Past Treasure of the Month – January 2008
During the month of January, the Rosenberg Library displayed an assortment of Japanese tsubas, or sword guards, from the museum collection. These tsubas are fashioned from iron or brass, and many are beautifully decorated with intricate silver or gold inlaid designs. The tsubas were collected by Mr. George Sealy II and were donated to the library in 1940.
A tsuba is the protective hand guard plate of a Japanese sword. The tsuba served several functional purposes. First, it kept the blade and the hilt of the sword in balance. Second, it prevented an opponent’s blade from injuring the sword holder’s hand. Third, the tsuba helped the warrior guide his weapon back into its scabbard.
Tsubas were also means of communicating a warrior’s social status. The designs chosen often signified one’s clan, school, or belief system. Tsubas were made by skilled artisans whose sole vocation was the crafting of these sword guards. Often tsubas were lavishly ornamented and were passed down as heirlooms by one generation to the next. Sometimes a family crest was used as part of the design on a tsuba. Other motifs that appear on tsuba are animals, plants, mythological figures, or religious images.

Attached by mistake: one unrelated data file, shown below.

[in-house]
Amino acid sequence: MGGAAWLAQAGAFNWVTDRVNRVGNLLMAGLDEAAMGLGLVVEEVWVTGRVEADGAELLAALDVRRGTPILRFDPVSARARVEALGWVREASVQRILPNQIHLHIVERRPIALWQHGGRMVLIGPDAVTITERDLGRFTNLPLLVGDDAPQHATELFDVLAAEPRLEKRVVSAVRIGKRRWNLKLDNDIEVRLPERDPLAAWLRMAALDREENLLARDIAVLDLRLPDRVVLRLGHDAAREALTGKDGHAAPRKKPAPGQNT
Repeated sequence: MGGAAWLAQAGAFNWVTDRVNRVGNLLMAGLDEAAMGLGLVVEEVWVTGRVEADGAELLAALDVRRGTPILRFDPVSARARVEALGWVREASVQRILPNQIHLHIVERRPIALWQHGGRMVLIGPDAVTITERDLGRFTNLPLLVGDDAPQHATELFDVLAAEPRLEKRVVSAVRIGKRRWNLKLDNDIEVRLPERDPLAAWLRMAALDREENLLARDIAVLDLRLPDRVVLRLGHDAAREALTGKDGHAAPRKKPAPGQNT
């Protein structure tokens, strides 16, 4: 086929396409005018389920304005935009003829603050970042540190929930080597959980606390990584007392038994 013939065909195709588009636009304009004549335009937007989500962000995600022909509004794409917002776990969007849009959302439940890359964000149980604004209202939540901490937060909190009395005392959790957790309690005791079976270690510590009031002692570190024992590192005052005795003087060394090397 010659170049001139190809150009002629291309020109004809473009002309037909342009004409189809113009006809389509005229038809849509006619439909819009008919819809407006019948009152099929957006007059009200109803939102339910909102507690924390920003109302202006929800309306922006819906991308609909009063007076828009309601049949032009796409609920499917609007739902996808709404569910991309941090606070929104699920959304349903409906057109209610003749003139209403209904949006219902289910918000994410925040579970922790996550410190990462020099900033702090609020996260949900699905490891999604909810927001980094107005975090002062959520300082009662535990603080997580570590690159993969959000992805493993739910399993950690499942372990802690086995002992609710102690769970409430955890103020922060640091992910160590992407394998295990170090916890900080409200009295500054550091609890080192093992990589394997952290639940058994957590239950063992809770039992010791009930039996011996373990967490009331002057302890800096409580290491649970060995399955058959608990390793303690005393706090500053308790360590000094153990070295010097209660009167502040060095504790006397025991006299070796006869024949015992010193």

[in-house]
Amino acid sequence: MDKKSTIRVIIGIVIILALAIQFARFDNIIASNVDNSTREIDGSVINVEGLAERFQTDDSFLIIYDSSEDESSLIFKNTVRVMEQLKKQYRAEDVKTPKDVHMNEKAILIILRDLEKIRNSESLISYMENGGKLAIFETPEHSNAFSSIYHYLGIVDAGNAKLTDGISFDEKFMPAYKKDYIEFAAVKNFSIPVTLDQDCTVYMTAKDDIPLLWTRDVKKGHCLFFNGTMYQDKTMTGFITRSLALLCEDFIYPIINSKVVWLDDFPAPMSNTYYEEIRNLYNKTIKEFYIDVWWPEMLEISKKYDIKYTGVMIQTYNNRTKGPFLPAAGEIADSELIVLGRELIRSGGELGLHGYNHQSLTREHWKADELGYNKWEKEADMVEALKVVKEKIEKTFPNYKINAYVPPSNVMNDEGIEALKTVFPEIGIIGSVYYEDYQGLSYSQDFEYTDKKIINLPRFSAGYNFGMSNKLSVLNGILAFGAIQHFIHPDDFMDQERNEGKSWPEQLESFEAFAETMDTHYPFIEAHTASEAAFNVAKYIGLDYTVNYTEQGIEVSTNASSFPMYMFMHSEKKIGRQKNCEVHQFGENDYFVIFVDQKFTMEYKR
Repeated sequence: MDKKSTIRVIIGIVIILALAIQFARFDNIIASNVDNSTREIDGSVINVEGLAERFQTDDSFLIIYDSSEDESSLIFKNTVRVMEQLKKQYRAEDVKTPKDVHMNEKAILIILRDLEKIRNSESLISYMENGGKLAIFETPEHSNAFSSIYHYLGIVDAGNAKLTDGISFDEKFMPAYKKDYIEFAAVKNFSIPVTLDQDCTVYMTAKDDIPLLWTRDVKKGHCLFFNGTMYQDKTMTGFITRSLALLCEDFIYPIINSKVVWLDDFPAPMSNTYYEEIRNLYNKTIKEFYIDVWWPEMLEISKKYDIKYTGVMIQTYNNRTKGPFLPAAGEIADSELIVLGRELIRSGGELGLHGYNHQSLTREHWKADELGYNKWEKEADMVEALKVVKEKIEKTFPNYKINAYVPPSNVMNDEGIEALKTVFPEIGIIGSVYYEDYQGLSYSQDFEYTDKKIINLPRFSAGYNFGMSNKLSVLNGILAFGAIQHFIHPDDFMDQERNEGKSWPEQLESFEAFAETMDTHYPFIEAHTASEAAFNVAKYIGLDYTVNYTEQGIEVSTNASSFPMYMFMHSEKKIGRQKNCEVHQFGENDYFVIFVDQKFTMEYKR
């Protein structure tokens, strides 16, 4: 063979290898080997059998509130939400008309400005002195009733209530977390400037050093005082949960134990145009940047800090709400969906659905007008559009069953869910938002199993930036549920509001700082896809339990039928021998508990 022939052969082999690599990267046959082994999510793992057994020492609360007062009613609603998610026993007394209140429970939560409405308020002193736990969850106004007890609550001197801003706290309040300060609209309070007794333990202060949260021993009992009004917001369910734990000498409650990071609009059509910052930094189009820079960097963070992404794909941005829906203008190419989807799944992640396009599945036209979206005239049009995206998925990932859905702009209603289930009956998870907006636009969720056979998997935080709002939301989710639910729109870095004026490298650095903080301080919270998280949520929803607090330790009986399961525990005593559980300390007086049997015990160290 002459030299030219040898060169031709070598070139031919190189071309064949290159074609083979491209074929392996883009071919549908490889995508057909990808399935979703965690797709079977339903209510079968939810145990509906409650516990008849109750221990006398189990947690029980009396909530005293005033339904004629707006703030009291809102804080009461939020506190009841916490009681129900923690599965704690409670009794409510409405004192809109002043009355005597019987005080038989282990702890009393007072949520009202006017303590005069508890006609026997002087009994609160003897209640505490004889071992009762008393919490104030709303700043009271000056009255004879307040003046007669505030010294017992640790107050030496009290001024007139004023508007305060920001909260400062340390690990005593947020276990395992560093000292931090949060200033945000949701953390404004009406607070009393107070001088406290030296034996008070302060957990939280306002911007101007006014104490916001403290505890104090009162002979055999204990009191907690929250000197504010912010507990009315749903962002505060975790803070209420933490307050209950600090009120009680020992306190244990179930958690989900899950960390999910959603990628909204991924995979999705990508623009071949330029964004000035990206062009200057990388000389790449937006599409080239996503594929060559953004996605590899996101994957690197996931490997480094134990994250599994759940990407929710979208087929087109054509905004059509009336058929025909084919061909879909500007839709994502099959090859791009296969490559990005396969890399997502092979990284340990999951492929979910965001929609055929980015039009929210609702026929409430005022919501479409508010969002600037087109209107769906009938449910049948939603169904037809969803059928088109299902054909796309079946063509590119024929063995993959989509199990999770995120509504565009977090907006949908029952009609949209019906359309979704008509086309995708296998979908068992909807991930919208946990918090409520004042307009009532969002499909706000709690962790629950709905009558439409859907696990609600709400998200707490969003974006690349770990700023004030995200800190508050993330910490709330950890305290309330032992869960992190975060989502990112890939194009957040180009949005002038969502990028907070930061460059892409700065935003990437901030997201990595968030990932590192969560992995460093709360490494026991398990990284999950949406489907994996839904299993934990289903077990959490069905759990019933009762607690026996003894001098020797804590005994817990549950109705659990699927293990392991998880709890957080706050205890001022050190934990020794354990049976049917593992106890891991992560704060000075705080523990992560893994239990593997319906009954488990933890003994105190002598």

In its simplest form, the tsuba was a plain, unadorned plate. Many tsuba were quite a bit more embellished and featured surface texturing, elaborate openwork designs, and decorative inlay or overlay. Styles were primarily determined by the time period, region, and the artist who fashioned the tsuba. The oldest tsubas date back to the 14th century Japan when fighting between feudal lords and powerful clans was a regular occurrence. Tsubas from this era were usually made of durable iron and had very basic designs. By the 19th century, however, tsubas were mainly used for personal adornment and were decorated with precious metals like gold or silver.